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Changing the Brain and Watching it Happen

By Anila D’Mello, PhD Student, Behavior, Cognition and Neuroscience (BCAN)

Catherine Stoodley

For almost two decades, neuroscientists have been able to examine patterns of activity in the brain using functional magnetic resonance imaging (fMRI). This technique uses the magnetic signature of oxygen in blood as a proxy for neuronal activity in the brain. FMRI allows us to see activation in the brain as a result of a task constructed in the lab, and to discern which areas of the brain “do” certain things.

Until this point, few people have been able to change brain activity in healthy participants. However, recent advances in neuroscience have made it possible to modulate brain activity. Research in Catherine Stoodley’s developmental neuroscience lab at American University is using this technique to modulate specific regions in the brain and examine how activity in whole-brain networks changes as a result. As a doctoral student in Dr. Stoodley’s lab, I have used neuromodulation techniques to transiently alter neuronal activity in the brain and measure changes in brain activity using fMRI. Combining brain modulation with brain imaging is a novel approach to investigating brain function. In particular, our lab uses transcranial direct current stimulation, or tDCS, a non-invasive neuromodulation technique, which involves running very low levels of electric current through the brain via an electrode placed on the scalp.

Our lab is interested in the effects of tDCS on the cerebellum—a part of the brain involved in both motor and cognitive aspects of behavior. When these two techniques (fMRI and tDCS) are combined, we are able to not only modulate brain activity, but also measure how brain activity changes as a result of modulation. We are one of the first labs in the world to combine these two methods to study the role of the cerebellum in cognition.

In one current study, we are examining the effects of tDCS to the cerebellum on the organization and connectivity of language networks in the brain. The cerebellum is especially important for predictive language processing—taking in language input and predicting what might come next. Being able to accurately form predictions and change behavior based on feedback is necessary for language-learning early in life and even carrying on conversations. It is thought that without the ability to predict “what comes next” when someone is speaking, language processing would be significantly slower and less efficient. In fact, damage to the cerebellum can result in language disturbances including mutism and trouble forming grammatical sentences. Increased cerebellar volumes have been related to better language skills and improved second- language learning abilities.

We have applied tDCS to areas of the cerebellum implicated in language. These regions of the cerebellum connect to other language areas in the brain, including those important for speech production, comprehension, and reading. Healthy young adults relaxed in the fMRI scanner while we collected resting-state fMRI data. Resting-state fMRI allows us to tap into what the brain looks like at rest, when no tasks are being performed. This gives us insight into the intrinsic activity of the brain and how regions in the brain work in concert to form networks. Based on patterns of correlated activity between multiple brain regions, we can measure the degree of connectivity between different regions of the brain. Abnormal patterns of connectivity in resting-state networks are implicated in a variety of disorders, including autism, Alzheimer’s disease, and drug addiction. In this study, we compared resting-state network connectivity in participants who received tDCS with those who did not receive tDCS. We found that neuromodulation of language areas in the cerebellum resulted in increased connectivity in a widespread network of language regions, suggesting enhanced communication between these areas. In particular, we found increased connectivity between language regions important for motor control of speech. These regions are important for producing the movements necessary to speak effectively, and are altered in patients with language disorders.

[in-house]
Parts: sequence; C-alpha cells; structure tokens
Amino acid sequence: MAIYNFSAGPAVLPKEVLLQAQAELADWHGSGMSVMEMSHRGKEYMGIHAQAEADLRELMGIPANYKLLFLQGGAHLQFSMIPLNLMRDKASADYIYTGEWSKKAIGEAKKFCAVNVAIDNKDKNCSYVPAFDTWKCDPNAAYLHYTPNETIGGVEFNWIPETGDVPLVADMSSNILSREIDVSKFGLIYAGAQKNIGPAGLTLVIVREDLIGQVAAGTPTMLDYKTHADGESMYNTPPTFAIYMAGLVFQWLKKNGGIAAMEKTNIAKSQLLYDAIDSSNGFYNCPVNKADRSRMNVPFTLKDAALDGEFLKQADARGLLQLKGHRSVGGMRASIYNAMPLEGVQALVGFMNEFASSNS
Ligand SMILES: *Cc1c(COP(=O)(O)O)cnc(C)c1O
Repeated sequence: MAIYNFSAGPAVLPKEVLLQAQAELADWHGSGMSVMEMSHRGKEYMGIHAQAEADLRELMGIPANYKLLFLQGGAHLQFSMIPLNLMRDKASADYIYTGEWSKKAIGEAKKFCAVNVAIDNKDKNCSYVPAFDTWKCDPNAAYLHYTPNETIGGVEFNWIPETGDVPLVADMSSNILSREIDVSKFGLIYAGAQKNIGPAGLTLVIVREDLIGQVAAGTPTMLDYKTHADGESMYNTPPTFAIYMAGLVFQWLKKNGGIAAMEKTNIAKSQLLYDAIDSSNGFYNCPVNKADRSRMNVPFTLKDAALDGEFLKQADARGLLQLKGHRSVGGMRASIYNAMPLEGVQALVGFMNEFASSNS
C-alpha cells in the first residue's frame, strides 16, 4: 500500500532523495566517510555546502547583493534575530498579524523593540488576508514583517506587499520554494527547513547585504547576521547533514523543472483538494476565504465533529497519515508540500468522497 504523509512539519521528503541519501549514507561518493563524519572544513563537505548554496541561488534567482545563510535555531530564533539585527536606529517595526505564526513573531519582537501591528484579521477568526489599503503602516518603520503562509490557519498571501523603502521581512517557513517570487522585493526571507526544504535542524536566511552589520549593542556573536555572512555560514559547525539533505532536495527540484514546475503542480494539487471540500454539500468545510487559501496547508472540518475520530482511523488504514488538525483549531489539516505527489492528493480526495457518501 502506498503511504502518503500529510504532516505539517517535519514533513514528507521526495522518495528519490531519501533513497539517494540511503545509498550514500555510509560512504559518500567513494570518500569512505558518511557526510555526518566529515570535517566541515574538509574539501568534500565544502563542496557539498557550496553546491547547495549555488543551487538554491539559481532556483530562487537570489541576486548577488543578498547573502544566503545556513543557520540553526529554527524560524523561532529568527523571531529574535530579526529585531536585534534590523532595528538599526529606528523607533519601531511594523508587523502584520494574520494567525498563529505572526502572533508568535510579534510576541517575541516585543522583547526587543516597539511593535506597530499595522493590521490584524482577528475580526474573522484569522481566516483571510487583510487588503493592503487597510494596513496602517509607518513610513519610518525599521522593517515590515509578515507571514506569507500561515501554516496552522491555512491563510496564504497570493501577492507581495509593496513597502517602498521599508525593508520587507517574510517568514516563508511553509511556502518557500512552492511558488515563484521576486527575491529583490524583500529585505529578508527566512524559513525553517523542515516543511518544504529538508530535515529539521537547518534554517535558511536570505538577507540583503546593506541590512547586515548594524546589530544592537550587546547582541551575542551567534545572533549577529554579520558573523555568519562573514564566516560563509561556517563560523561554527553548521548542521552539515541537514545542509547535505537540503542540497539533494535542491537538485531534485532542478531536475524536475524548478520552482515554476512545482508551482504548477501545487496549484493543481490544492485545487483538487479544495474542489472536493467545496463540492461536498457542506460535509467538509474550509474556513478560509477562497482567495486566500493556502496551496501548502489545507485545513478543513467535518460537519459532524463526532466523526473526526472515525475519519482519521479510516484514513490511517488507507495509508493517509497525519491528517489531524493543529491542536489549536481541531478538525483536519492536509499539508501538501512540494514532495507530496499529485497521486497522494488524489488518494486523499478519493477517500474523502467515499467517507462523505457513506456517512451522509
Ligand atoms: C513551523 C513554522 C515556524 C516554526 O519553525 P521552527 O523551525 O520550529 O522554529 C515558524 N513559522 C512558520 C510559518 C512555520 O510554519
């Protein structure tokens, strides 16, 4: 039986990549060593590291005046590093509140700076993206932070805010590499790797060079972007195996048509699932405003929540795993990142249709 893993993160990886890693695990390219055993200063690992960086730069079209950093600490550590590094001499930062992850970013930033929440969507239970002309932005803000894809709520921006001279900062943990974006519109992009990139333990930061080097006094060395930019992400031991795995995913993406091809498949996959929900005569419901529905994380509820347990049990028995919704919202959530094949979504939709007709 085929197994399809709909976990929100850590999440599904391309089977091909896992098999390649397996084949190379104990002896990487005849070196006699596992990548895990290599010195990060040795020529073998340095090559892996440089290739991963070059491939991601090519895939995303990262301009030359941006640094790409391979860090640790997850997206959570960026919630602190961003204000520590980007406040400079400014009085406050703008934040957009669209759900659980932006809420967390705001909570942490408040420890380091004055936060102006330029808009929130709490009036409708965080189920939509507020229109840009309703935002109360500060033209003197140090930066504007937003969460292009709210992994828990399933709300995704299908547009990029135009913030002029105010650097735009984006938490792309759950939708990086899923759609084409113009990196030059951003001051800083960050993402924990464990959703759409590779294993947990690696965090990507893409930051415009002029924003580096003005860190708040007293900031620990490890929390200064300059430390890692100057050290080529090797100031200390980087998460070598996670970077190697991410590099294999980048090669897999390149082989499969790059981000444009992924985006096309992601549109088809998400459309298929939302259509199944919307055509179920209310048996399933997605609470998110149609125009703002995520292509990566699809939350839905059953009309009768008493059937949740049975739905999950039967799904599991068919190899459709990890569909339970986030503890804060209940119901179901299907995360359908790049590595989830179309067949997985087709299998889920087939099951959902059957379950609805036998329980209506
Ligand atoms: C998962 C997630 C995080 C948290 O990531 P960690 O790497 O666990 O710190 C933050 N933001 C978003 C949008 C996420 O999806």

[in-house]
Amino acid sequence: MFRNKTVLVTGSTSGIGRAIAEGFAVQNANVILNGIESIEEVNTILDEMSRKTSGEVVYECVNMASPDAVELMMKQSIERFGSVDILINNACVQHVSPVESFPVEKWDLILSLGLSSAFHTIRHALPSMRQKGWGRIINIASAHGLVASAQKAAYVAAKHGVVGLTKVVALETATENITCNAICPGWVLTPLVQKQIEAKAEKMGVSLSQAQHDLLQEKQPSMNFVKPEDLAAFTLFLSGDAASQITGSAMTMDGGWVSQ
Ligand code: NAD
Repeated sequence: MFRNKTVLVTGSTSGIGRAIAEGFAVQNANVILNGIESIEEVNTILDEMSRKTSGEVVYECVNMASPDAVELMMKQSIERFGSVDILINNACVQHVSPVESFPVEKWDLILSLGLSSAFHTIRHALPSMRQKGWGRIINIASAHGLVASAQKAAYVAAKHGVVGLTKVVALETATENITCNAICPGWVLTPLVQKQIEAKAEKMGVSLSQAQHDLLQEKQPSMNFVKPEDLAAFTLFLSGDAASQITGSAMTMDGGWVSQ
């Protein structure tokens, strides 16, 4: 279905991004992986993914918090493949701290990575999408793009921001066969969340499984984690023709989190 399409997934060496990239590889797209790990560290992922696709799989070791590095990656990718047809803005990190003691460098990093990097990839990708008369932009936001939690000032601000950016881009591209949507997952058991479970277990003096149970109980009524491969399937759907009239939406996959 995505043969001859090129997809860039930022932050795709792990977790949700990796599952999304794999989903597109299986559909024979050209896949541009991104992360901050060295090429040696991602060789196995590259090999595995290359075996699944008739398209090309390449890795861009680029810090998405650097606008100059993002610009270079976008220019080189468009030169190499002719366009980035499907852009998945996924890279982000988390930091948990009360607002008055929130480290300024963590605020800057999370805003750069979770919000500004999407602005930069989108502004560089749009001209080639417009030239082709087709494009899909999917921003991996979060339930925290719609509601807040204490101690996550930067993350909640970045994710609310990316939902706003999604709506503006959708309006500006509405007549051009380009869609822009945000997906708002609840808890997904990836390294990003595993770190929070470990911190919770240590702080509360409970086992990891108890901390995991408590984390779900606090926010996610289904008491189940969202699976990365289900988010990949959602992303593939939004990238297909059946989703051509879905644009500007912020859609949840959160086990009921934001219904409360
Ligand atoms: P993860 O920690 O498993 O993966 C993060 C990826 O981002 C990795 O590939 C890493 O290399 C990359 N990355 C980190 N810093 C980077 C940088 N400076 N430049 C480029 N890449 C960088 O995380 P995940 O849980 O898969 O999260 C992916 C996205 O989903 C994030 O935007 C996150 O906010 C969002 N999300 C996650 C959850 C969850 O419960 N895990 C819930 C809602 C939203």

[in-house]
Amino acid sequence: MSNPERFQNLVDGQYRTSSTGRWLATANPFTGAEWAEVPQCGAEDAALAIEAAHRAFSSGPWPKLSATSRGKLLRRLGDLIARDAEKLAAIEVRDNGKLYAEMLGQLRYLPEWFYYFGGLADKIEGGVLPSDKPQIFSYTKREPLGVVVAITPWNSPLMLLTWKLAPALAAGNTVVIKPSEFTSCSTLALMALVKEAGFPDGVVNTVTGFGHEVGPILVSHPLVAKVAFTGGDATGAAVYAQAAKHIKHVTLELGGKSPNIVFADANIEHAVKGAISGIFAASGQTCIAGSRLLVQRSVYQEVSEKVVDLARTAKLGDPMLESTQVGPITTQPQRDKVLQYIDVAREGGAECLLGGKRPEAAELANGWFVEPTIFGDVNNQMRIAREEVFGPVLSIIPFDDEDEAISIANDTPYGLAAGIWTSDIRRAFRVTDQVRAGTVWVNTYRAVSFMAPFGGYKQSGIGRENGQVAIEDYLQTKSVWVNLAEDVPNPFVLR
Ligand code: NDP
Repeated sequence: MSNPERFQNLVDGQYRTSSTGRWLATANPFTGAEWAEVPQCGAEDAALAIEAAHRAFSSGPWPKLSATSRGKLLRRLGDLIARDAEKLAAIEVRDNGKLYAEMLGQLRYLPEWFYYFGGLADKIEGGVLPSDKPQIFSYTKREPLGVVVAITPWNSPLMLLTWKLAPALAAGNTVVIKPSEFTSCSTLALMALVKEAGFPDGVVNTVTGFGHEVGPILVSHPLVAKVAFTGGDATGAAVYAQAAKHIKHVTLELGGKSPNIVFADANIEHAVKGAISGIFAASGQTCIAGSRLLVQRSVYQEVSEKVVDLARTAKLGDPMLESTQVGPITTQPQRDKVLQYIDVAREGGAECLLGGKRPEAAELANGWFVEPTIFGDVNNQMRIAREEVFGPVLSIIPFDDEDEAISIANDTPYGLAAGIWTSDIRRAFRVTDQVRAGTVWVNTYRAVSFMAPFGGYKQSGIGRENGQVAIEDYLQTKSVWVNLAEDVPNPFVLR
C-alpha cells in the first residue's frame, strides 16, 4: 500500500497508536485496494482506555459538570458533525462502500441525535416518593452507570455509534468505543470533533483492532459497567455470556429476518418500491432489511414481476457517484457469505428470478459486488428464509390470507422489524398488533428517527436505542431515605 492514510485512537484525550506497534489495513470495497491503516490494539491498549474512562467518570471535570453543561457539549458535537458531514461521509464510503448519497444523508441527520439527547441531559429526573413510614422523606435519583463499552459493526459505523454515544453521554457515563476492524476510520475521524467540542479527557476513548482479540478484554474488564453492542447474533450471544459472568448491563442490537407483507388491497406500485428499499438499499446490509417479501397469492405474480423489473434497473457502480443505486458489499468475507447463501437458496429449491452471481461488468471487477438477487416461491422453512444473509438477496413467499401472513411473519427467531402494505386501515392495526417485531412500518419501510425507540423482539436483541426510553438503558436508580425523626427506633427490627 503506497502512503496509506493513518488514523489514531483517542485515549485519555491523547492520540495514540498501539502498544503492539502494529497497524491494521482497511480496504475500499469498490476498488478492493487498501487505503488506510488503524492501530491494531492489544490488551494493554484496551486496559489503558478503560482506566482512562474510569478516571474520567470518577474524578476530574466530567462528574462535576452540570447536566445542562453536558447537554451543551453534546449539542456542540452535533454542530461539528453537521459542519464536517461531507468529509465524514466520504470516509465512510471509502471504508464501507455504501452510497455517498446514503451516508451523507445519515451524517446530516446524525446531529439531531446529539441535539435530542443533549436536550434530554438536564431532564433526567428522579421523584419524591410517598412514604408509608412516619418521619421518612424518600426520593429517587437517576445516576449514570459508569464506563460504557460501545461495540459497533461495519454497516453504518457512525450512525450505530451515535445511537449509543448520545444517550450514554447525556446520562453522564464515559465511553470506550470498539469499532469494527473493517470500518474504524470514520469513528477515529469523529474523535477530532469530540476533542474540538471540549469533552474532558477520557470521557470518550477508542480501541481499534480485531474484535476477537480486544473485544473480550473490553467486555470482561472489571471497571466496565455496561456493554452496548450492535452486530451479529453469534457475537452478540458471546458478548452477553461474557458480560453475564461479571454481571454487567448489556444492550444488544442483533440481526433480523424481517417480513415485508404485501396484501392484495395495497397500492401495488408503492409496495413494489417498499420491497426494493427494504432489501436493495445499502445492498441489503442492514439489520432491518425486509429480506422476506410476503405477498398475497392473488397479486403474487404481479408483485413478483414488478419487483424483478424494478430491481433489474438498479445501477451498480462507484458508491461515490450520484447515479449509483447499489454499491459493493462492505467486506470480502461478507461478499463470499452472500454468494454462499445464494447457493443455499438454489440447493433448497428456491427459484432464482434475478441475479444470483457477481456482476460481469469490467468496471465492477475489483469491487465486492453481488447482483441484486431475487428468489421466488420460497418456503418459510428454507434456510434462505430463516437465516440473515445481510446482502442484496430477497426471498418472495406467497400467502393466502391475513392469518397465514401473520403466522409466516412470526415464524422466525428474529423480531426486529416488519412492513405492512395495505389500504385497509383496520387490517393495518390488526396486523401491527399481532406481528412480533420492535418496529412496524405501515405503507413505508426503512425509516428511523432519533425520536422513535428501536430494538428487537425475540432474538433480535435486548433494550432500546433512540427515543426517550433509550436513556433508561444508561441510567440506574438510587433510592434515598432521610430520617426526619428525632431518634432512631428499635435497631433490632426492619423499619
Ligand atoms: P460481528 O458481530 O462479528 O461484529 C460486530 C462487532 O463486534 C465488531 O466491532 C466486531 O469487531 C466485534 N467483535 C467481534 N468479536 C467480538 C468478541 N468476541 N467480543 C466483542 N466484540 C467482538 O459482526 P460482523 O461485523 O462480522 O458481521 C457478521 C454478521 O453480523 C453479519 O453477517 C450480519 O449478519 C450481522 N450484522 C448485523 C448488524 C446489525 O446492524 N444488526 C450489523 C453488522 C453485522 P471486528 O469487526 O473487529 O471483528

Techniques like tDCS are non-invasive, portable, and relatively inexpensive. Therefore, there is great interest in the potential use of tDCS to improve quality of life in clinical populations. Research into the effects of language network modulation could help people with disturbances of language, or aphasias, which can be caused by stroke or damage to language regions of the brain. Almost 250,000 new people each year in the United States suffer from aphasia, and in two-thirds of these cases, recovery is incomplete. Currently, treatment options are limited to speech therapy.

In fact, Dr. Stoodley and the developmental neuroscience lab have recently been awarded a National Institutes of Health grant to study the effects of cerebellar tDCS in aphasia. Our findings that tDCS can modulate language networks will inform future clinical applications of tDCS, and, hopefully in the future, a clinical trial of tDCS for aphasia.